Pitkin County is fighting a national effort to transfer federal public lands to states. The county plans to send a resolution to congressional representatives in Washington DC.
One group advocating for state control of federal public lands is the American Lands Council. It argues state control would improve access, environmental health and productivity on land managed by the Forest Service and Bureau of Land Management.
Pitkin County, where 83 percent of the land is federally managed, argues those agencies are doing a good job. Commissioner Patti Clapper worries about financial ramifications of transferring ownership.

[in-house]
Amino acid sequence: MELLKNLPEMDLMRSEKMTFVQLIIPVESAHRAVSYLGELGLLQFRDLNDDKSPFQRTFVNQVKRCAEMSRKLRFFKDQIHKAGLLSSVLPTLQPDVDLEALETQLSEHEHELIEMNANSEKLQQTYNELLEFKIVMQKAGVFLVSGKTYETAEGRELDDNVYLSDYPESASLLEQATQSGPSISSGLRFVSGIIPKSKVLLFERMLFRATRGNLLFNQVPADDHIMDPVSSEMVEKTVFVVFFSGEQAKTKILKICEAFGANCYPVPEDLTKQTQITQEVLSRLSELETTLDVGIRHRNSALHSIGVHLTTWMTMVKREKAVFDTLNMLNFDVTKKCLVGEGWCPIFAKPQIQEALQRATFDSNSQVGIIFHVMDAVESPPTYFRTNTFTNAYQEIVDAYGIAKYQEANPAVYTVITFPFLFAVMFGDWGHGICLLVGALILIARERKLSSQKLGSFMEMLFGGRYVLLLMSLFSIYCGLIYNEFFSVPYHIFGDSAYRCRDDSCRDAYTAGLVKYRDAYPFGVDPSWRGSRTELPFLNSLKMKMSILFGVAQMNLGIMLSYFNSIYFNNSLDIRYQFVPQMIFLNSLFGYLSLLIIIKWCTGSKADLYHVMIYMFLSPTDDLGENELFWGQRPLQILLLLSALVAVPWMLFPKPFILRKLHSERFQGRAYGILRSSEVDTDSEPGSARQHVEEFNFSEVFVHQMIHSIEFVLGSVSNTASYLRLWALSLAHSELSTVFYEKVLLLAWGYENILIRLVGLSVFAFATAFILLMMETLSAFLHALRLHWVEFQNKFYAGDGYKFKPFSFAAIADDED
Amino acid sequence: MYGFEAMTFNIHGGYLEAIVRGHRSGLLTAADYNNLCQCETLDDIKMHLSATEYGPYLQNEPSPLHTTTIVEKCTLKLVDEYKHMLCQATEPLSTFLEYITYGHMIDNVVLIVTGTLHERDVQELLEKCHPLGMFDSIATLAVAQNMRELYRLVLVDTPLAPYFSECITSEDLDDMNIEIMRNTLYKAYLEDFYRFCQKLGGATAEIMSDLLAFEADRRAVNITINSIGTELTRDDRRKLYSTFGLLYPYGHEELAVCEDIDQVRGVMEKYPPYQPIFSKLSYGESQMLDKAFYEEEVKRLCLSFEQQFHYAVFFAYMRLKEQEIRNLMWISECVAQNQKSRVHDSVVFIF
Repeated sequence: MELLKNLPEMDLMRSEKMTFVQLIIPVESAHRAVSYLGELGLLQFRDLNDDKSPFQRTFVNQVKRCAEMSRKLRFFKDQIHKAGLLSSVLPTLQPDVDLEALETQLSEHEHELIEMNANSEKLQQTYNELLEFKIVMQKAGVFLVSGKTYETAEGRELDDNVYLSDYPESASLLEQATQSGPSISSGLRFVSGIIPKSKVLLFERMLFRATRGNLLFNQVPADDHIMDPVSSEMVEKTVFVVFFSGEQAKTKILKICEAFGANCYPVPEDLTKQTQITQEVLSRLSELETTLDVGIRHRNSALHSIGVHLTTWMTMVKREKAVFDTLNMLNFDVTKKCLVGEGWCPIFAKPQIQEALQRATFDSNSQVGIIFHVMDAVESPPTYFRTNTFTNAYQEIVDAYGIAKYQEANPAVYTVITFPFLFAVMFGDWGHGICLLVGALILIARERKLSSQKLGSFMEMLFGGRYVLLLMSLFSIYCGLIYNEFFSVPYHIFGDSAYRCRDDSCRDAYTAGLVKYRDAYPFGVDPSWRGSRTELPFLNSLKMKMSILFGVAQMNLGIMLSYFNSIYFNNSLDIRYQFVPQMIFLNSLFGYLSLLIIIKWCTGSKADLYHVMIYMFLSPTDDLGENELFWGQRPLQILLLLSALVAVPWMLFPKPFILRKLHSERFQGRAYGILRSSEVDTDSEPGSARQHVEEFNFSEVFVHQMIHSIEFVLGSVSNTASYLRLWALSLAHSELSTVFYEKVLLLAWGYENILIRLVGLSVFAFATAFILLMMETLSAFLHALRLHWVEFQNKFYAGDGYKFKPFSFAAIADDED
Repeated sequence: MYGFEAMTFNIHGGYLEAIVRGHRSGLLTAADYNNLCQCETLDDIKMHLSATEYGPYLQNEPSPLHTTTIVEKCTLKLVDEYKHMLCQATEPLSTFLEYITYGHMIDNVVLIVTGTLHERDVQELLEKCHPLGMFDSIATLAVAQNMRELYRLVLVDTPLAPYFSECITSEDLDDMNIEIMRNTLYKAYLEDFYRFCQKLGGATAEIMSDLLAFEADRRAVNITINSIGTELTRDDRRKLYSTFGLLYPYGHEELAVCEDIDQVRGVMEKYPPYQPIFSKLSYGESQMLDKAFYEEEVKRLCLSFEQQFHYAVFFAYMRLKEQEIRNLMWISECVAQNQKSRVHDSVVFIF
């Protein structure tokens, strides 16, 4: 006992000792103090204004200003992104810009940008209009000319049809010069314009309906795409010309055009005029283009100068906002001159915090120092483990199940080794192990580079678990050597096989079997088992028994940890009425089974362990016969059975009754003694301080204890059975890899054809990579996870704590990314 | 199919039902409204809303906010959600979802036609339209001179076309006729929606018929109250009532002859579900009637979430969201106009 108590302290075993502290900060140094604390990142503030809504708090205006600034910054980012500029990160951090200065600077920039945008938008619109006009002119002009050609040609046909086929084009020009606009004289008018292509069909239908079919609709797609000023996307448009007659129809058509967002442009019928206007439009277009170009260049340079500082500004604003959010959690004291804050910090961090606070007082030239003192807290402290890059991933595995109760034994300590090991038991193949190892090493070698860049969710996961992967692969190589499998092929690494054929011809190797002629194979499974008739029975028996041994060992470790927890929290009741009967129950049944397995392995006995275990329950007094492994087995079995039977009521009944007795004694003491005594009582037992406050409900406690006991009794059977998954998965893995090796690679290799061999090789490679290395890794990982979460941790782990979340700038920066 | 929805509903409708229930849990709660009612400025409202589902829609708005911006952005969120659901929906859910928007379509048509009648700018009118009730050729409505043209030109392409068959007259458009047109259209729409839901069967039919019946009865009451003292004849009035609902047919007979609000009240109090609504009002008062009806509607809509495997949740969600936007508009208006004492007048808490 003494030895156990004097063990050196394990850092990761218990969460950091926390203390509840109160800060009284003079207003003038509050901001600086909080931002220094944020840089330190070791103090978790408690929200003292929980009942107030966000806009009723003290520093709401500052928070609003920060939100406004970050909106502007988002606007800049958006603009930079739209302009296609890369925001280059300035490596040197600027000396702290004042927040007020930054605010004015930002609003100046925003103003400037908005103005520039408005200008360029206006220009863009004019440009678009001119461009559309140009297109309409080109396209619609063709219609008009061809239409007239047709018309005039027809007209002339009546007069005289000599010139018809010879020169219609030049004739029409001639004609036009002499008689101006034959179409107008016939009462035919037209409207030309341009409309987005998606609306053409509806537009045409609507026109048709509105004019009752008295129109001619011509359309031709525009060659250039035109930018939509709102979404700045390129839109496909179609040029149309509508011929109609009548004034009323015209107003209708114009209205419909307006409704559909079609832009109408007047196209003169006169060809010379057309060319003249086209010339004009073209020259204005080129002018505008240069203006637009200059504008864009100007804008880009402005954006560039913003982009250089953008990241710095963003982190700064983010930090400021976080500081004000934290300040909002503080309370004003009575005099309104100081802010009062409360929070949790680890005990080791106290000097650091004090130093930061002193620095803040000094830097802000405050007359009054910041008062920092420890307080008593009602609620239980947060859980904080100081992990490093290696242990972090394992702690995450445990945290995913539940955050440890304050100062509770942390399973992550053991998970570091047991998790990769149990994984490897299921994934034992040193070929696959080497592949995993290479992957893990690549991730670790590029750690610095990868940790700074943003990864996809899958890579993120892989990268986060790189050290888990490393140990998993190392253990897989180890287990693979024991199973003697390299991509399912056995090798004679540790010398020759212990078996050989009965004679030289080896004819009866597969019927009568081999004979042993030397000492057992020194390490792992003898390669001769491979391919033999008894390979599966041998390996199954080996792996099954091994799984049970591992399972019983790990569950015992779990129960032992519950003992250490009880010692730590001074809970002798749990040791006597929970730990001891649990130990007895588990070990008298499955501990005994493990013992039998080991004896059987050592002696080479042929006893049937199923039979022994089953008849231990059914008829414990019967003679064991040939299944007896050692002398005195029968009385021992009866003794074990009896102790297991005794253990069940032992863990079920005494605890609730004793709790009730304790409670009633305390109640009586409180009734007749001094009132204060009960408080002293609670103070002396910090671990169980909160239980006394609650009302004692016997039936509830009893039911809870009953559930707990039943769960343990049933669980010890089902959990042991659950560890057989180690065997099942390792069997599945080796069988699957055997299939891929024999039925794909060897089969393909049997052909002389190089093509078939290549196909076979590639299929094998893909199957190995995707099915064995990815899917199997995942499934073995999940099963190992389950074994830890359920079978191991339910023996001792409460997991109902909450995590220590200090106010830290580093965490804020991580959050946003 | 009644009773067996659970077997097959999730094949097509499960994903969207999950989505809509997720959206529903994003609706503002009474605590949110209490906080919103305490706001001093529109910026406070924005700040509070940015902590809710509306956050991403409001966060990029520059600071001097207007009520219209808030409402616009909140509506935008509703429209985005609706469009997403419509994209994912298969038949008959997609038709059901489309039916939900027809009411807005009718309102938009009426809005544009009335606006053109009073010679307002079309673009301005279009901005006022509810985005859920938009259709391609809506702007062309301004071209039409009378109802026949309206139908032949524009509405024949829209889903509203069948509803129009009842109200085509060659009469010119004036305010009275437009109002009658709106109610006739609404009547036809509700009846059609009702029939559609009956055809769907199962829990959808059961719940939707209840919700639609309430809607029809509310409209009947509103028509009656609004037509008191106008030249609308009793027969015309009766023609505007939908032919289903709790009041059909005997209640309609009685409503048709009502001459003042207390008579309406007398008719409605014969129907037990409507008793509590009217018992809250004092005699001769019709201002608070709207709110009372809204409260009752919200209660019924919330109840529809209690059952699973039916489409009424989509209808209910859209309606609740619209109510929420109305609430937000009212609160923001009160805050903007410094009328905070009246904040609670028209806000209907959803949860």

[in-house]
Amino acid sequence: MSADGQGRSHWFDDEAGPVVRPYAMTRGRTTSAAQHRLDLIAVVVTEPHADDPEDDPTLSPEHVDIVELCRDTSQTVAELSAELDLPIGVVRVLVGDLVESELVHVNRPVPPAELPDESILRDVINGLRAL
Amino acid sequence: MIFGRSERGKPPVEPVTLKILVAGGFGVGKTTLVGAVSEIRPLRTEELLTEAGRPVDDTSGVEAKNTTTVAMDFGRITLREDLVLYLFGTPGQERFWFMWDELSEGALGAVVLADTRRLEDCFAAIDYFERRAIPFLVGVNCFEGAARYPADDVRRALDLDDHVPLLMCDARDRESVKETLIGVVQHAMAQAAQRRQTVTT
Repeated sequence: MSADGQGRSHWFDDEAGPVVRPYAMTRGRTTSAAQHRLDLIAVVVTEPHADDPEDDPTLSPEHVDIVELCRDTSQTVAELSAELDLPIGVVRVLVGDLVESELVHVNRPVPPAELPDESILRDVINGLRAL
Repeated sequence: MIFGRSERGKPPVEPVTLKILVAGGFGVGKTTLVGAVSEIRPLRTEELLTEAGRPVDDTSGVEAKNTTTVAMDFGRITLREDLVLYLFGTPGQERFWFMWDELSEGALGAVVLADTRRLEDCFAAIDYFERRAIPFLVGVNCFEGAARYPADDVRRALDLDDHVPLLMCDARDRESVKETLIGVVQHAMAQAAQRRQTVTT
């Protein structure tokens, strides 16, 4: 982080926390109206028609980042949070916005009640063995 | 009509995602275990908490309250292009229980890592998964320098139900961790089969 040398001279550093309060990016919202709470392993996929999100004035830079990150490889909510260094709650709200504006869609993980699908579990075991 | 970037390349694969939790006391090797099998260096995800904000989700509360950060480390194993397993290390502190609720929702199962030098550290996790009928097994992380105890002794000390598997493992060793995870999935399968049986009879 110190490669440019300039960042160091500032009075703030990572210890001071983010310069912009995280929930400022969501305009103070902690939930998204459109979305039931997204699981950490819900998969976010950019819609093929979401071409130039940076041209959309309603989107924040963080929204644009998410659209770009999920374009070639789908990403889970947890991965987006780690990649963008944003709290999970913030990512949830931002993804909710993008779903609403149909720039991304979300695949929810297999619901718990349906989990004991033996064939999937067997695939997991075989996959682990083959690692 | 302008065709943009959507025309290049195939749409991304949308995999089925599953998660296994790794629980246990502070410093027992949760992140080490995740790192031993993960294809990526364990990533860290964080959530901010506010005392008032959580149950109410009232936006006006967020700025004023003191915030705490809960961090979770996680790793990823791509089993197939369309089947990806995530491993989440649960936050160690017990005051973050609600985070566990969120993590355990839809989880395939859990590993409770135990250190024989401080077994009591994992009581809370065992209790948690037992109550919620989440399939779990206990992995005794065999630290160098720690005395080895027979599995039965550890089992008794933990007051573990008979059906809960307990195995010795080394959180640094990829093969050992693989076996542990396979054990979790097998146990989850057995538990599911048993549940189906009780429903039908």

"The fear for me is, if the states take over ownership of these public lands and they don’t have the financial resources to manage them, they’ll sell them off. So we won’t have an issue of public lands and public access - they will be gone.”
Colorado lawmakers debated a similar public lands transfer during the latest legislative session. Pitkin County commissioner Rachel Richards testified against it before it died in a House committee.